The US state of Michigan is fighting a deadly virus besides COVID-19, one that afflicts horses and may have infected one person.
The rare and dangerous mosquito-borne virus known as eastern equine encephalitis (EEE) has been confirmed in 22 horses across the state’s 10 counties as of Sept. 15, Michigan’s Department of Health and Human Services said Thursday in a statement.
While there is twice as many animal cases than this time last year, there is one suspected human case in Barry County, it said, adding: “There is an EEE vaccine available for horses, but not for people. Protecting horses with approved EEE vaccines is an important prevention measure.”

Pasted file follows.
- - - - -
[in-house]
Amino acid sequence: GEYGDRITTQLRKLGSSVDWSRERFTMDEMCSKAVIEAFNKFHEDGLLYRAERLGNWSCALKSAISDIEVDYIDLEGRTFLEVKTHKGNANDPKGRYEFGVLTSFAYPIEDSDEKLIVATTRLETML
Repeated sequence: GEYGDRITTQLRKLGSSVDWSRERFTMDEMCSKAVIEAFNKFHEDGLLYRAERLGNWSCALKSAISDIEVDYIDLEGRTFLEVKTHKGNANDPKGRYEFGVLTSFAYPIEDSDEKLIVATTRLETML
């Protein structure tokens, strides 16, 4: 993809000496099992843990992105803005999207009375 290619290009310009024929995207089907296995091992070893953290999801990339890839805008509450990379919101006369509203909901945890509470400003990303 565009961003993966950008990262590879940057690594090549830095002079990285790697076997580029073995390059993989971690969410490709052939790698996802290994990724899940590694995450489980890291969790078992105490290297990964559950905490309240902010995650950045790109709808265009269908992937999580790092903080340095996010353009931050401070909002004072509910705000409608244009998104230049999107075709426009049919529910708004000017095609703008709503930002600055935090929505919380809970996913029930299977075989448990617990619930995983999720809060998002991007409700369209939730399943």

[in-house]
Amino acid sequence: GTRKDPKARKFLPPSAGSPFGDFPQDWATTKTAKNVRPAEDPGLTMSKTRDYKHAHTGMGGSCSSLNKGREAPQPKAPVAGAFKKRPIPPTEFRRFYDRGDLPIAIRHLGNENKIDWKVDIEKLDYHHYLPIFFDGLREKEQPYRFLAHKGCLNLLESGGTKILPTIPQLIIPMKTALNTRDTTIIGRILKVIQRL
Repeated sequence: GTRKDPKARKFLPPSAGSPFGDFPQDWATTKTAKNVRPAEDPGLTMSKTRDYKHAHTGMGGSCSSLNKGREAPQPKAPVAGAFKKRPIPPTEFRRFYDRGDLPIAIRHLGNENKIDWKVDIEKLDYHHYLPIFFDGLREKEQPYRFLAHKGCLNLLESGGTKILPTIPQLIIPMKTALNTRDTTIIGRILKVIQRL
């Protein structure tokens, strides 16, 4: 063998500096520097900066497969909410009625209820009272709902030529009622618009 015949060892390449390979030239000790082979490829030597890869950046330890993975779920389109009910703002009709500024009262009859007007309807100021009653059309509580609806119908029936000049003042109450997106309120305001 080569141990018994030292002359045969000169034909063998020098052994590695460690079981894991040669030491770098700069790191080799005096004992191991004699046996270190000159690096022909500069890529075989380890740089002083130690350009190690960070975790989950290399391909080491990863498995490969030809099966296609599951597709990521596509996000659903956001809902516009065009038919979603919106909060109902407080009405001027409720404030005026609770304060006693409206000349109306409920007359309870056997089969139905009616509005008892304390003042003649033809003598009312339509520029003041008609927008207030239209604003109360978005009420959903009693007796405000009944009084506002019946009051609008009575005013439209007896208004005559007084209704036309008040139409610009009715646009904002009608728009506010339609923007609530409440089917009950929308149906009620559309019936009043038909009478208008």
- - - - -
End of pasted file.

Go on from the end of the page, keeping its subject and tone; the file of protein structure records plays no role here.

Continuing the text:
People can be infected with EEE from one bite of a mosquito carrying the virus, which has a 33% fatality rate in humans, and 90% in horses. People younger than 15 and older than 50 are at a greater risk of a severe disease following the infection, according to the department.
Most of the US’ total 38 EEE cases last year were diagnosed in Michigan, where six people died and four others were hospitalized. People across 10 counties in Michigan are strongly urged to cancel or postpone outdoor events taking place at or after dusk to prevent contracting the virus.
Apart from the EEE, the Midwestern state has also had its share of fatalities from the novel coronavirus.
The Wolverine state bordering Canada has seen 6,955 deaths, 3.5% of total nearly 198,000 deaths in the US, from COVID-19 as of Thursday, according to Johns Hopkins University data.
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